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A Look Into the Past, Part 2: LPG Works in Mysterious Ways...

LPG (Liquefied Petroleum Gas) has a number of advantages over petrol and diesel as a motor fuel: it is relatively cheap and environmentally friendly, burns cleanly (meaning fewer or no toxic emissions like carbon monoxide or diesel particulates), and we have a readily available natural supply here in Australia. However, it has some curious properties that mean it requires considerable expertise to safely and efficiently handle.

In our continuing series on our company's history, we delve into the memoirs of David Batchen, the founder of D.J Batchen, to see what we might learn. In today's post, we explore the challenging beginnings of what would soon become D.J Batchen's largest area of business: the Auto LPG dispenser, and seven particular quirks of LPG that brought about these challenges. Next week we will lift the lid on the innovative excellence that dealt with these challenges, and means that today D.J. Batchen Auto LPG dispensers have an "unparalleled reputation for performance, reliability and durability".


7 Challenging Quirks of LPG

...a former senior executive of a company called Rheem came to us with a proposal: that we should build LPG dispensers, and he should sell them. This was in response to a government decision to remove excise costs on LPG in order to promote its use as a motor fuel, a move they believed would reduce pollution and make use of a locally sourced hydrocarbon which was being produced in excess of our requirements.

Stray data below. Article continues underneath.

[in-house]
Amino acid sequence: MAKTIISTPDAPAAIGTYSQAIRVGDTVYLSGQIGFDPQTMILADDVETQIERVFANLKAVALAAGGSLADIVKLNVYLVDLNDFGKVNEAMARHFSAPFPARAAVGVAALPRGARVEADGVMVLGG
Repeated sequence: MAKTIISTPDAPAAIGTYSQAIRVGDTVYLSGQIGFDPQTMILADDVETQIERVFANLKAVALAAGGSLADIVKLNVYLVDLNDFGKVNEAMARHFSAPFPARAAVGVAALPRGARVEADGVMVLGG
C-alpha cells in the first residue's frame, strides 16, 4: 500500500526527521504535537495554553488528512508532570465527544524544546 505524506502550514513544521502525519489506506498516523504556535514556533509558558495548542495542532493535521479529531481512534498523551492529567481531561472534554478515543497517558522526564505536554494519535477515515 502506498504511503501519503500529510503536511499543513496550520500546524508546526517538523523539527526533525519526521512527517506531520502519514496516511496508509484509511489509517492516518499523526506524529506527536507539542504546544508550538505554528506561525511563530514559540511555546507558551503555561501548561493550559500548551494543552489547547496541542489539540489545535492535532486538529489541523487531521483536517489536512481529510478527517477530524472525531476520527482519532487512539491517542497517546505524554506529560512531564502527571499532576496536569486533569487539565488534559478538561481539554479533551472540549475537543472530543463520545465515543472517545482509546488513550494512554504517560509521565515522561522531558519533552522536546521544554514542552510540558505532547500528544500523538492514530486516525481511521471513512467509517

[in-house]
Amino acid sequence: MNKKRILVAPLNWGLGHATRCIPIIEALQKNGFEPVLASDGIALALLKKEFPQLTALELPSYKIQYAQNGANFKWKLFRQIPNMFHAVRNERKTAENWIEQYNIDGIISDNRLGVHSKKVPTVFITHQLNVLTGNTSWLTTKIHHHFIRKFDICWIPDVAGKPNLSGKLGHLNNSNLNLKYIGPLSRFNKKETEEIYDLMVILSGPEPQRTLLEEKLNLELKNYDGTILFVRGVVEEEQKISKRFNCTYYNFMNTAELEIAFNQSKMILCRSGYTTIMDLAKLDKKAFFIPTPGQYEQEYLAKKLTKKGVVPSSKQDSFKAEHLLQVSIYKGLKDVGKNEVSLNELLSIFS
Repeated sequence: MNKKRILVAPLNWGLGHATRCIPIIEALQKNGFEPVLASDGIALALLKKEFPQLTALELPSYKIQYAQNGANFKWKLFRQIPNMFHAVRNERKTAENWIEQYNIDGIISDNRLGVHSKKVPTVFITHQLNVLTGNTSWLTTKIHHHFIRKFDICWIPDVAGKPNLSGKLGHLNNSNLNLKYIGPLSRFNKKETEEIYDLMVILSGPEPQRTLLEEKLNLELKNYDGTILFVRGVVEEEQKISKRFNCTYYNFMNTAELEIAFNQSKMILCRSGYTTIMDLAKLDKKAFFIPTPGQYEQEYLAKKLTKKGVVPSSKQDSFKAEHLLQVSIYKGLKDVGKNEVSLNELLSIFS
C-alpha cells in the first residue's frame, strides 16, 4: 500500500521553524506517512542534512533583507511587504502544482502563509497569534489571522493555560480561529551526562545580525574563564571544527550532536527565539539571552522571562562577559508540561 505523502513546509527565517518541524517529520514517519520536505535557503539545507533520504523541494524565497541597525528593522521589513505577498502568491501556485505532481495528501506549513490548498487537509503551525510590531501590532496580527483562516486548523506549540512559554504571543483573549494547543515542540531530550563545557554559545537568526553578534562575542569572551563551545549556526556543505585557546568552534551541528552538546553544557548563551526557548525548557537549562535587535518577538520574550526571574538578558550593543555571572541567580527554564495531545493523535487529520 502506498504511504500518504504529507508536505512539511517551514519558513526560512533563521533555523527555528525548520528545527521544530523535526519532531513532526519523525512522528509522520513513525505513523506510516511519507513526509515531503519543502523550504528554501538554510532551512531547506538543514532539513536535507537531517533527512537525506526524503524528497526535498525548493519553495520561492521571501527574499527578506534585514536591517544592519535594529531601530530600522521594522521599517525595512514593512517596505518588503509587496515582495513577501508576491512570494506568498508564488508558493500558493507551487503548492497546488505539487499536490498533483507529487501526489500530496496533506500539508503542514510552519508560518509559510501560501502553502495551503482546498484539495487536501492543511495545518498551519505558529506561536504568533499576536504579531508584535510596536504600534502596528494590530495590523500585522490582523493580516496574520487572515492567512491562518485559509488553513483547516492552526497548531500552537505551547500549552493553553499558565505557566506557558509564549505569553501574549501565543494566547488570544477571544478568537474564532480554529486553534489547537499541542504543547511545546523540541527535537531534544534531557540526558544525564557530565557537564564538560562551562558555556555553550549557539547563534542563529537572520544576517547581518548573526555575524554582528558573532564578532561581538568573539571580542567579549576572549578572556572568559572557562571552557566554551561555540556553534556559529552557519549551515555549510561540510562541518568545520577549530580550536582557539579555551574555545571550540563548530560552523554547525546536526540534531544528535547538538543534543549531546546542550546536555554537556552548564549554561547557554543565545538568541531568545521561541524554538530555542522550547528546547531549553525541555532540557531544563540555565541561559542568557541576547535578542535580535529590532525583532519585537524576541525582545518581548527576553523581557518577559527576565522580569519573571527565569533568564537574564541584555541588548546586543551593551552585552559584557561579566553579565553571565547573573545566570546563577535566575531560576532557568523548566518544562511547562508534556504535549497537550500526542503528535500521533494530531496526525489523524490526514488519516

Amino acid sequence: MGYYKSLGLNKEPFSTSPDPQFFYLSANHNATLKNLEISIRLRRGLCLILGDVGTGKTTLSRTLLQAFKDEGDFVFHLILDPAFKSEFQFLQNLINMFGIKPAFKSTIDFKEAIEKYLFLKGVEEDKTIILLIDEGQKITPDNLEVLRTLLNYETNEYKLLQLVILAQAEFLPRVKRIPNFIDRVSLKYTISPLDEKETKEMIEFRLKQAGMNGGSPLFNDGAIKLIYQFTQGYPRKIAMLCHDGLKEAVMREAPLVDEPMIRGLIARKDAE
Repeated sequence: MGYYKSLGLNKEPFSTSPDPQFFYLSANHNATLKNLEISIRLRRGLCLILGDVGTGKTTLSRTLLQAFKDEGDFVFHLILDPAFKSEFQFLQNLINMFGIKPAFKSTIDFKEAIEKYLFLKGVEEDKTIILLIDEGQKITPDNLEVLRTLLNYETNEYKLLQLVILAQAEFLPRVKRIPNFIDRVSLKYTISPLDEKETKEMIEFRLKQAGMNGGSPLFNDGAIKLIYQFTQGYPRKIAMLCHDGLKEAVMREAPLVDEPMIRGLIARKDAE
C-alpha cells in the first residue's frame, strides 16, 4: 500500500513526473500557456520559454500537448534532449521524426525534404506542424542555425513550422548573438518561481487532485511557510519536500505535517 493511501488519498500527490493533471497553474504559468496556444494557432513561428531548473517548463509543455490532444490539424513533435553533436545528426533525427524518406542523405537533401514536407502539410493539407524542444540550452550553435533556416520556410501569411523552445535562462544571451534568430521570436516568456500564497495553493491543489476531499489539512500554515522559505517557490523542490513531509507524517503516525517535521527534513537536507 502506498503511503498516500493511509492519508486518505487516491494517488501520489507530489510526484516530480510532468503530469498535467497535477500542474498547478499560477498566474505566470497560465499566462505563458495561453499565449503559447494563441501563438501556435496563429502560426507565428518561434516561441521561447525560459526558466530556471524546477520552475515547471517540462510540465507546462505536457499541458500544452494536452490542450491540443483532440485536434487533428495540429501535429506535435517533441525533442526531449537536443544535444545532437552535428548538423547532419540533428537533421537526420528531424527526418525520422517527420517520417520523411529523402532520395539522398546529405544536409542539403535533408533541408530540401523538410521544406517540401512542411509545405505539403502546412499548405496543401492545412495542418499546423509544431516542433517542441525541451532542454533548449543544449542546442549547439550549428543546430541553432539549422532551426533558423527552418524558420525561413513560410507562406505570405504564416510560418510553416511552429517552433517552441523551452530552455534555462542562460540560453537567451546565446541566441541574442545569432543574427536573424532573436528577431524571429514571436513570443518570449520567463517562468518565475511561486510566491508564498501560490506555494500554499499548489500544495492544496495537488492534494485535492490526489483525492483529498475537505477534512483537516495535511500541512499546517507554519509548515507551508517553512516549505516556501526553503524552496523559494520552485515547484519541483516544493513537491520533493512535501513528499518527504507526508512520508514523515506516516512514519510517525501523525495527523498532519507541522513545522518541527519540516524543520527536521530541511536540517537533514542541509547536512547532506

This was the start of a completely new industry.

Petrol had been used in Australia for about a hundred years, and the handling techniques and equipment were well known. LPG had such different properties that virtually none of the existing petrol technology could be utlilised. Holland was the only other country to have embraced LPG as a motor fuel, but they had made limited progress in meeting this new challenge. Australia therefore had a golden opportunity to become world leaders in the safe handling of LPG for this application.

The nature of LPG makes it difficult to handle:

1. It is stored as a liquid under moderate pressure which varies as its temperature varies.

2. It has a very low viscosity, and therefore it leaks readily.

3. The resulting reduction in pressure when it leaks causes cooling as the liquid vaporises, and this can cause cold burns if the vapour or the cold equipment contacts the skin.

4. It expands rapidly with temperature increase, which means that storage tanks must never be completely filled with liquid, to avoid over-pressuring the tank should temperatures rise.

5. The rapid expansion with temperature increase interferes with metre accuracy.

6. Finally, if liquid escapes to atmosphere it forms about 250 times its volume in gas, and this may present a considerable safety hazard.

7. LPG also has no lubricating qualities, so that equipment which involves rubbing surfaces must be made of materials which do not require lubrication.

It is not surprising that this product was treated with great respect, and some trepidation, by those new to the industry. It was claimed -- with some justification -- that LPG, like God, worked in mysterious ways.


These oddities of LPG meant that simple petrol expertise wouldn't be enough: standard meters, nozzles, pumps and hose connections were not capable of dealing with this highly unusual -- but incredibly useful -- alternative fuel. Something else was needed. Stay tuned for our next instalment, as we explore what exactly that "something else" was.

E376-2: the very first D.J. Batchen Auto LPG dispenser.

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